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An open conversation about the birds in your back yard and beyond

A field guide to Mesozoic birds and other winged dinosaurs


Here is a bird identification book that is pretty much useless.


It’s well done, informative, with amazing illustrations (considering).


It’s a “Field Guide to Mesozoic Birds and Other Winged Dinosaurs.”


Who would’ve thought!


Author and artist Matthew P. Martyniuk writes in the book’s beginning:


“While Mesozoic birds and other ancient dinosaurs are extinct, it is possible to illustrate them within a reasonable margin of error by combining fossil evidence with principles gleaned from observing modern species and good modern analogues.”


In many cases his renditions of particular avian species closely resemble some of today’s songbird species, raptors, shorebirds, and waterfowl. Avians, the author explains, are “modern” birds. They represent “descendants of the most recent common ancestor of all birds alive today.”


Scant fossil evidence tends to be the rule. Creatures as fragile as birds do not make good fossils.


Martyniuk writes that it is likely that members of several modern bird orders existed before what is known as the K-Pg boundary. That is the arrival 66 million years ago of the massive astroid that landed in today’s Mexico, changing air quality and weather that brought extinction to three-quarters of all plant and animal life on earth.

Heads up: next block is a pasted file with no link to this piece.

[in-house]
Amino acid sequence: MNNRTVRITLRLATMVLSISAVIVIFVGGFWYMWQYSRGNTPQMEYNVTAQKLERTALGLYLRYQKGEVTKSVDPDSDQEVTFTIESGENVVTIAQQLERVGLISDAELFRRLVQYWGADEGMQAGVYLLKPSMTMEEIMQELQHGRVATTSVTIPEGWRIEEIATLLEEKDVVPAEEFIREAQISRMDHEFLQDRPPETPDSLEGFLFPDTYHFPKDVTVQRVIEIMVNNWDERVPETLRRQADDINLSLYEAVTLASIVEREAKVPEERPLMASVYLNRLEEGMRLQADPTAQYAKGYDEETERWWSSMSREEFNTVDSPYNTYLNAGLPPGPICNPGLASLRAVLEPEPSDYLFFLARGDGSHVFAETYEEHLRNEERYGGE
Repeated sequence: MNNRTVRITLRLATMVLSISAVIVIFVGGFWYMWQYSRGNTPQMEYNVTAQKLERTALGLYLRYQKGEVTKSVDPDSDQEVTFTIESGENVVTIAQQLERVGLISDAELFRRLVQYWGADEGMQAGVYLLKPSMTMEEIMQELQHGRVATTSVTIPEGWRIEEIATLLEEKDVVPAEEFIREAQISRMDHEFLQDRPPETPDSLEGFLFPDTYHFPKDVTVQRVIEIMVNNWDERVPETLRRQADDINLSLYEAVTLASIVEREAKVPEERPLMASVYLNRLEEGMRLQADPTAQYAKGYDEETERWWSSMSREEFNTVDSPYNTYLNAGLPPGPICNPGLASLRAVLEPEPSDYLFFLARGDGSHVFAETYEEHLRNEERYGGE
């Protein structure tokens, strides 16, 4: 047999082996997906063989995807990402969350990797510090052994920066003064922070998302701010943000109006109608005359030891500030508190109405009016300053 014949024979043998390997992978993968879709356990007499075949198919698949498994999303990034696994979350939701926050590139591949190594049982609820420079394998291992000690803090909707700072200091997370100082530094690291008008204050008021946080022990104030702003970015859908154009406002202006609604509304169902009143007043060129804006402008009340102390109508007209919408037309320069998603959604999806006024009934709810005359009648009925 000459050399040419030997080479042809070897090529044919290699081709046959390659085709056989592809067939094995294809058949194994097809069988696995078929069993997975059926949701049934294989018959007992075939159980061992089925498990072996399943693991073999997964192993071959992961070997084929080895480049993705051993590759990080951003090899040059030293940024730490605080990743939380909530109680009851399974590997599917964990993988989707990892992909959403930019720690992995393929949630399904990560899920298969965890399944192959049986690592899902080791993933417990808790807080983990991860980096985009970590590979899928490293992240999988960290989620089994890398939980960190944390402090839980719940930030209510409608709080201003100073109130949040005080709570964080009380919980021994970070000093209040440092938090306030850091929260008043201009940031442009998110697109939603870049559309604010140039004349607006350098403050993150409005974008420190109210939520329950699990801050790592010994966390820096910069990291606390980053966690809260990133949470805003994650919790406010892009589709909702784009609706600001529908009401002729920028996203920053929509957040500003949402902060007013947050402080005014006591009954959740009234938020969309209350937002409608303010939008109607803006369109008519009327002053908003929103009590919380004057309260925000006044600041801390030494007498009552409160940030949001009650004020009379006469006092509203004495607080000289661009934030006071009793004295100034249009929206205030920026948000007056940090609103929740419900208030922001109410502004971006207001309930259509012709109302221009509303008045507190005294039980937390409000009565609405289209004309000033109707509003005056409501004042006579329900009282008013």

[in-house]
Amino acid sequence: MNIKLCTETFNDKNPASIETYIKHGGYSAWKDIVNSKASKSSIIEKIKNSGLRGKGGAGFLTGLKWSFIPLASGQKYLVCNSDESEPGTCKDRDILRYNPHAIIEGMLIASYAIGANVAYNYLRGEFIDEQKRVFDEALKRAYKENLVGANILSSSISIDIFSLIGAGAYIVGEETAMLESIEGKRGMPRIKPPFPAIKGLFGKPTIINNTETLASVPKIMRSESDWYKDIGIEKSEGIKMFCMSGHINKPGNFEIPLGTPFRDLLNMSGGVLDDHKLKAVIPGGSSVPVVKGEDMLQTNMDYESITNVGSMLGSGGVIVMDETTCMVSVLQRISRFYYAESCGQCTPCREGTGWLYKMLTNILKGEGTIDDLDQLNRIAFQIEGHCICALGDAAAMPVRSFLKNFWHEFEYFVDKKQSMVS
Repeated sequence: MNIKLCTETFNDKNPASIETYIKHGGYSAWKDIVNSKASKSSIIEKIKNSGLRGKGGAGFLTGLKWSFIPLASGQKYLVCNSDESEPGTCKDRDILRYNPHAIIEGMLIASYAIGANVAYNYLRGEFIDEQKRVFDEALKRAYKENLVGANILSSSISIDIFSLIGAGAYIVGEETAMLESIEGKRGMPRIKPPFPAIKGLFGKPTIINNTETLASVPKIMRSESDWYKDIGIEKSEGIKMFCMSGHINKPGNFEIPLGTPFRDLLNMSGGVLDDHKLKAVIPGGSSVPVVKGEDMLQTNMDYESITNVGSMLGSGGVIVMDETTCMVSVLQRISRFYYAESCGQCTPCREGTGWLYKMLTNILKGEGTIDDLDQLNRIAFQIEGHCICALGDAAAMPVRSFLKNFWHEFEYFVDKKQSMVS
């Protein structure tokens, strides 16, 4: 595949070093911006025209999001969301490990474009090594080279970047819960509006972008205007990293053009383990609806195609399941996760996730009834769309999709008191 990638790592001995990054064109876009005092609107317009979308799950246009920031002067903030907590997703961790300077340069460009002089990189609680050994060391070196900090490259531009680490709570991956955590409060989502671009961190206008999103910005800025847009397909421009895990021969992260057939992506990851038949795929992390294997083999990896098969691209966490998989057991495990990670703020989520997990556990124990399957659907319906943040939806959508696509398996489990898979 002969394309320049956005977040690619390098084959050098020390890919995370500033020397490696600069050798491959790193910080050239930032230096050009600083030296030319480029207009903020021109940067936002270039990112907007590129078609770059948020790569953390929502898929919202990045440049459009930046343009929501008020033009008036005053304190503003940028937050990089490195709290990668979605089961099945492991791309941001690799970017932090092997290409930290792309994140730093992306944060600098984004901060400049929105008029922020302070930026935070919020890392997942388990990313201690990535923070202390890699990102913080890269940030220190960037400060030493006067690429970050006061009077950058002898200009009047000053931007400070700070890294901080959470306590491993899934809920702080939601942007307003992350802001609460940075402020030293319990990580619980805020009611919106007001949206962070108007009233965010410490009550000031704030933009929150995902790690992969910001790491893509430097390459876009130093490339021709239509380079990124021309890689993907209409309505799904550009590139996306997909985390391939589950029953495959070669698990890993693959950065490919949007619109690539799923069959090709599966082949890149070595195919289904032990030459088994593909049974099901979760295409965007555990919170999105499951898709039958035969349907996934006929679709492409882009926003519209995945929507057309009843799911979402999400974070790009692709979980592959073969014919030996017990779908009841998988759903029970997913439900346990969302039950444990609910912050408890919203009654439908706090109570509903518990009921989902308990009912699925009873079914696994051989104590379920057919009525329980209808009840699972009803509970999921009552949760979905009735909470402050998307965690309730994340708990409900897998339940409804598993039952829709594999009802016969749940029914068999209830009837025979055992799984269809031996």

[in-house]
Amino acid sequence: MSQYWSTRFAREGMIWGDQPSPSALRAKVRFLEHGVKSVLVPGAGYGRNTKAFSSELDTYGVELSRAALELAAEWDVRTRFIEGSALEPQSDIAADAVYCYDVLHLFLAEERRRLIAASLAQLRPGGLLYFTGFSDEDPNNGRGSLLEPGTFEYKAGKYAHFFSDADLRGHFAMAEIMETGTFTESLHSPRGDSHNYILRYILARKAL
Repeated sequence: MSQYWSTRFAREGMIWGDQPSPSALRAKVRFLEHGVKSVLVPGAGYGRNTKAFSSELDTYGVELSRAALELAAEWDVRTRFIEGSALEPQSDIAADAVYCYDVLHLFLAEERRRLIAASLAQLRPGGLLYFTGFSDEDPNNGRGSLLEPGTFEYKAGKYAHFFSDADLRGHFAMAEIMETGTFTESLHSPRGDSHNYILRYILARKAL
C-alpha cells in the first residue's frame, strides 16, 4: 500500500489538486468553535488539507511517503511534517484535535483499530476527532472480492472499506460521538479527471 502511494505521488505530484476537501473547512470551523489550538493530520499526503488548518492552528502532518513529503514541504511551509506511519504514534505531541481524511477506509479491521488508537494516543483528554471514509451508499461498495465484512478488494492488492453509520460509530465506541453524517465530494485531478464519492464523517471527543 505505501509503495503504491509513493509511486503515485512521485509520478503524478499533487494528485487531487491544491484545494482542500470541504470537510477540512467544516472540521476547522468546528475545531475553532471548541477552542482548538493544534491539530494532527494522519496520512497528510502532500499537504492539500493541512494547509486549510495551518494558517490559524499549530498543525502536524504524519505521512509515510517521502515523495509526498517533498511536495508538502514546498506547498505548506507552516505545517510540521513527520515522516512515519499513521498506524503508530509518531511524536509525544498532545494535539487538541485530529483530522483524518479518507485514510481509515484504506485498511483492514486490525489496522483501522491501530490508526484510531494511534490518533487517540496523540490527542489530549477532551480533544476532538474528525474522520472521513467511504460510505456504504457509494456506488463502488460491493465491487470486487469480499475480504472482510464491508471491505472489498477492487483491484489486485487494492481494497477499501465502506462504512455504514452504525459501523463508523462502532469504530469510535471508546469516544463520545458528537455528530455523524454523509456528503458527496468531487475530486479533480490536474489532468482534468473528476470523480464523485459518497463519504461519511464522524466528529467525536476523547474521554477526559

Many birds and other small creatures survived. With less competition for resources and fewer predators, they evolved into today’s animal species.


Some of today’s birds, as seen in Martyniuk’s artistic interpretations, have changed little in 66 million years. On a field trip at the end of the Cretaceous period, which came at the end of the Mesozoic era, you could almost get along with your current edition of Sibley. 


In addition to the illustrations, Martyniuk writes about the evolution of feathers and birds. He also provides extensive explanations of the biology of these creatures, and what fossil evidence he used to make his artistic decisions.


The book was published in 2012 by Pan Aves of Vernon, N.J. It is available from the Hennepin County library.


Eagles and other nesting birds on video feeds

Once again there will be baby Bald Eagles to be watched thanks to the Minnesota DNR. Its camera offers live feeds of eagle activity. 


Go to


There is a new camera this season with infrared lighting and sound. The microphone is f not currently operational, but the infrared allows viewers to watch nighttime activity in the nest, without disturbing the birds or the white-footed mice that are using the nest and nesting materials to make a living. The microphone will be replaced next time we can visit the nest.


The DNR offers the Alternative Viewing Options link that it had last year.

Rewind video for instant replay: Click anywhere on the red timeline bar below the image to go back up to 4 hours. Click on the "LIVE" button to return to the live feed. Make the video full screen by pressing the double arrow in the lower right. To escape from full screen, press the ESC key, or tap "Done" on your mobile device. Click here to Watch the feeding video clip! 


There are many bird cams in action throughout the U.S. and around the world. Here are some of the addresses (a Google search finds many).


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